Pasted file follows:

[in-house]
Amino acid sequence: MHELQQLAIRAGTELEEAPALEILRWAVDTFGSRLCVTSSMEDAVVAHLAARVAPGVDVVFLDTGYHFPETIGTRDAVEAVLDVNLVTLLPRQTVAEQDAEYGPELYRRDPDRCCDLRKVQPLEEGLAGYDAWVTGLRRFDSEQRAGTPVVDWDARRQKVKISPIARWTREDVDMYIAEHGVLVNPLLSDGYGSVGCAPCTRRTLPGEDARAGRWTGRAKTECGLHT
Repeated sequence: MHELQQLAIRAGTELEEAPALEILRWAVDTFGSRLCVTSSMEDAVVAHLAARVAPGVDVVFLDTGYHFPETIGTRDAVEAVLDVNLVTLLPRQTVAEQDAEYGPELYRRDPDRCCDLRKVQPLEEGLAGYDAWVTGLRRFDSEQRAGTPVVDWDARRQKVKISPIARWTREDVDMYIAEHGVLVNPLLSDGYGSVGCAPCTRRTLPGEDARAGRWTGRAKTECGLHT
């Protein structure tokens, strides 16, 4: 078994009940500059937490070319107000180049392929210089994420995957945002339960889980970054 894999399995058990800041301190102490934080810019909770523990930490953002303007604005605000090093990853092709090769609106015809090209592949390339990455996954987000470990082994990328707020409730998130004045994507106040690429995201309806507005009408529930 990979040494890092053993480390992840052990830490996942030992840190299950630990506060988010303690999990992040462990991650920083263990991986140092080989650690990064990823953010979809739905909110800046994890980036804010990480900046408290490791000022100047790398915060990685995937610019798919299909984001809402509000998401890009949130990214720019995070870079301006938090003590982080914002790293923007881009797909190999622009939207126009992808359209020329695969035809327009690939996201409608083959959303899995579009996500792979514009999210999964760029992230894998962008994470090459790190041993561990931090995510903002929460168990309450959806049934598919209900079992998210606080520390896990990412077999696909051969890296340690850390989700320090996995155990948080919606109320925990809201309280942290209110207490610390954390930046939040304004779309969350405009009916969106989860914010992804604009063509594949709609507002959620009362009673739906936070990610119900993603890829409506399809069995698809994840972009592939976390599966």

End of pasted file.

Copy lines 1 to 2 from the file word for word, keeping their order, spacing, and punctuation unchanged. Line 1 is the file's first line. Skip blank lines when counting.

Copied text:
[in-house]
Amino acid sequence: MHELQQLAIRAGTELEEAPALEILRWAVDTFGSRLCVTSSMEDAVVAHLAARVAPGVDVVFLDTGYHFPETIGTRDAVEAVLDVNLVTLLPRQTVAEQDAEYGPELYRRDPDRCCDLRKVQPLEEGLAGYDAWVTGLRRFDSEQRAGTPVVDWDARRQKVKISPIARWTREDVDMYIAEHGVLVNPLLSDGYGSVGCAPCTRRTLPGEDARAGRWTGRAKTECGLHT